African Hunting Gazette

African Hunting Gazette Jul-Aug-Sep 2019

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Our Objective is simple and clear - to promote hunting in Africa. And everything we do, focuses on this central mission. We believe that for the passionate hunters they are either hunting, or spend their time wishing they were hunting. This publication helps them get through that time when they are not actually in the bush. Our reader is more committed, more passionate and has tremendous interest in just about everything to do with the African Safari. From cover to cover the AHG brings you everything you need to know about hunting the great continent of Africa. From the southern tip of Africa to the northern reaches of Ethiopia, we go about pursuing our simple and unambiguous objective.

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4 Ausgaben

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4 Min.
“he can track a butterfly...”

Thirty-five years ago, a family friend in Bulawayo, now a retired hunter and co-owner of Southern Comfort Lodge, mentioned that his tracker Hlayisi – (pronounced Shlice, except clients called him Slice), was so talented that he could track a butterfly! Having collected butterflies as a youngster, I will never forget that comment. Fast forward to 2012 when I was at an African Professional Hunters (APHA) dinner in Reno, where the Dangerous Game Award was given to John Sharp. When John walked up to the stage, he interrupted the applause to say that the trophy was not for him, but for his faithful and loyal tracker who he would like to recognize and honor, and he asked him to join him on stage. As Isaac Ncube walked up, completely bewildered, a thundering…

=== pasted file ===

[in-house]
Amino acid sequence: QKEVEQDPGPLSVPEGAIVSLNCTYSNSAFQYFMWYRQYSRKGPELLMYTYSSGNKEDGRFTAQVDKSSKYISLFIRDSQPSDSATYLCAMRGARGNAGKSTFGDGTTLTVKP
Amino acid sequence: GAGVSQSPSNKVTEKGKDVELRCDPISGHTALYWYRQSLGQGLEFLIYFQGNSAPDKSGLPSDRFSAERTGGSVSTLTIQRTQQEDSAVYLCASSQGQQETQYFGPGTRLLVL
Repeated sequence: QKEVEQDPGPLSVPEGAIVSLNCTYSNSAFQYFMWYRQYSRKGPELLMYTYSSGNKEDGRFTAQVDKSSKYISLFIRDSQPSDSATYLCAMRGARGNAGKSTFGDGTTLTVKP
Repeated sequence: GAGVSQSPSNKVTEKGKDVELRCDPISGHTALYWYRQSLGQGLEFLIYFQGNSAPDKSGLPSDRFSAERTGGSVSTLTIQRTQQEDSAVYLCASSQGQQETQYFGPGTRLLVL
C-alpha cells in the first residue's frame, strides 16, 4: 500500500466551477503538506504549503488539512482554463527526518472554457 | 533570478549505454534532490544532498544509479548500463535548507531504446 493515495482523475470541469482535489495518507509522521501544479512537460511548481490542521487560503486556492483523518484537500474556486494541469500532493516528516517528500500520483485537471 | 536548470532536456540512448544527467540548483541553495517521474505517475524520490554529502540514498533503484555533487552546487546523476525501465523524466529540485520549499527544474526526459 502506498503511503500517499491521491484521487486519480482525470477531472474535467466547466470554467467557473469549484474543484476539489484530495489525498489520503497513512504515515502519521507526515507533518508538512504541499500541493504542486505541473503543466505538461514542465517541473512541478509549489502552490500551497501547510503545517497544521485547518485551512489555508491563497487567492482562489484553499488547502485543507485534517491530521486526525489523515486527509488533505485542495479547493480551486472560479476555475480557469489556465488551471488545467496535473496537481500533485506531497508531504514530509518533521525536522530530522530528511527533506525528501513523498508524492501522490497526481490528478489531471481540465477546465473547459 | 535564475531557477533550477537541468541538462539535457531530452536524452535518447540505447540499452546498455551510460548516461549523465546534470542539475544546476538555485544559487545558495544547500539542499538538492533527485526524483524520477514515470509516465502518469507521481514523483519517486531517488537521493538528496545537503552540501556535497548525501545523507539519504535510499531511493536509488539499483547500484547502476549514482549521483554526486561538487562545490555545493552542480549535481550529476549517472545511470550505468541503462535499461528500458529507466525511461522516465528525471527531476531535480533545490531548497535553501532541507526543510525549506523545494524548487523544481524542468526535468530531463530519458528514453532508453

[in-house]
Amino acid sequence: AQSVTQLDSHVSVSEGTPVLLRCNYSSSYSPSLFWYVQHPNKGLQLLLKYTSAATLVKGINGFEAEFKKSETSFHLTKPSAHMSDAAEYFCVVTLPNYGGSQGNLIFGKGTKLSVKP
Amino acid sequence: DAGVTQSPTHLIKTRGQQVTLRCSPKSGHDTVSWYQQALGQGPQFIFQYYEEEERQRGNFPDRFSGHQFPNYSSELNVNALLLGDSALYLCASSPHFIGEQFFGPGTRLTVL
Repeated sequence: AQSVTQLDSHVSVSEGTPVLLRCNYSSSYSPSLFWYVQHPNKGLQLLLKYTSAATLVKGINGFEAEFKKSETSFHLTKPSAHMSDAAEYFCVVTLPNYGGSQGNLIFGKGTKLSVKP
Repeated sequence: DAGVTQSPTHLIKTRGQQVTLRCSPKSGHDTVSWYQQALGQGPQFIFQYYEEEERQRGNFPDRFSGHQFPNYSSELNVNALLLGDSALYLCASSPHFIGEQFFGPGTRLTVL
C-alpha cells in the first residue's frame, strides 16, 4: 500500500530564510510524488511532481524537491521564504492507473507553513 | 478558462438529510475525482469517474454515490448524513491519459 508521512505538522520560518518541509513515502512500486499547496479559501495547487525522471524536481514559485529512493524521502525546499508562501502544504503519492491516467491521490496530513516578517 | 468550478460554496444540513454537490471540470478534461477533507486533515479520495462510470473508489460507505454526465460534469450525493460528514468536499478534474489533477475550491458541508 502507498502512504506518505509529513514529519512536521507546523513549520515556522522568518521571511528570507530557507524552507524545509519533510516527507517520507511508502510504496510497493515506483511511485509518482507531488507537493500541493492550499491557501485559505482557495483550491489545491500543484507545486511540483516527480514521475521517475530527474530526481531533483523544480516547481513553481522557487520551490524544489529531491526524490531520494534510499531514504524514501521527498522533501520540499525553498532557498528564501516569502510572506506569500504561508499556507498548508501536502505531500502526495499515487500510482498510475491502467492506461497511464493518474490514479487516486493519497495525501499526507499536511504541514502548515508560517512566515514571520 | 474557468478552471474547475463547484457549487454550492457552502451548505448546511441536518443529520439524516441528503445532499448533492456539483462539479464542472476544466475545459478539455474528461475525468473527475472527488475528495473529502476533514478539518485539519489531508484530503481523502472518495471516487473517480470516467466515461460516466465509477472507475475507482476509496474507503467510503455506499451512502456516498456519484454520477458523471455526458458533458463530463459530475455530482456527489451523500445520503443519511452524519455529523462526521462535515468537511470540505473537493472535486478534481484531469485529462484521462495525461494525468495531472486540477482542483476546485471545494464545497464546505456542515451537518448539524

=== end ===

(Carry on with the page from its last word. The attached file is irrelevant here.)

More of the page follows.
4 Min.
news & letters

Richard, Thank you for such an amazing magazine. Through AHG and your other work you are an extremely impactful advocate for hunting in Africa. I have read your Spring 2019 editorial several times as it has really resonated with what has become a passion for me - promoting and introducing fellow hunters and wildlife enthusiasts to the incredible experience of being on the ground, in the bush, of Africa. In 2014 a good friend, Jim Rice, introduced me to South Africa by inviting me on a hunting safari. That trip was literally life-changing and I am forever grateful. I returned to South Africa the following year by myself mainly to hunt a lioness in the Southern Kalahari as it seemed certain that import restrictions would be implemented by US Fish and…

6 Min.
the mysterious case of the vanishing elephants

175 000 people, 130 000 cattle, 50 000 goats, 9 000 agricultural fields, 130 000 elephants per national park (Chobe 11 000 km²) and a game reserve (Moremi 5 000 km²) are all components of a 130 000 km² constituency. These are the semi-arid Ngamiland and Chobe districts of northern Botswana. Within this region lies the Okavango Delta, one of the world’s largest inland deltas and a UNESCO World Heritage site. Thousands of remote islands encircled by endless palm-and-papyrus-fringed waterways teem with prolific wildlife and countless bird species. It is easy to see how the Delta has attracted the rapt attention of foreign photographic safari companies. This is high-end market territory with daily rates reaching as high as USD 2 500 per person. The Okavango Delta is unique in its own…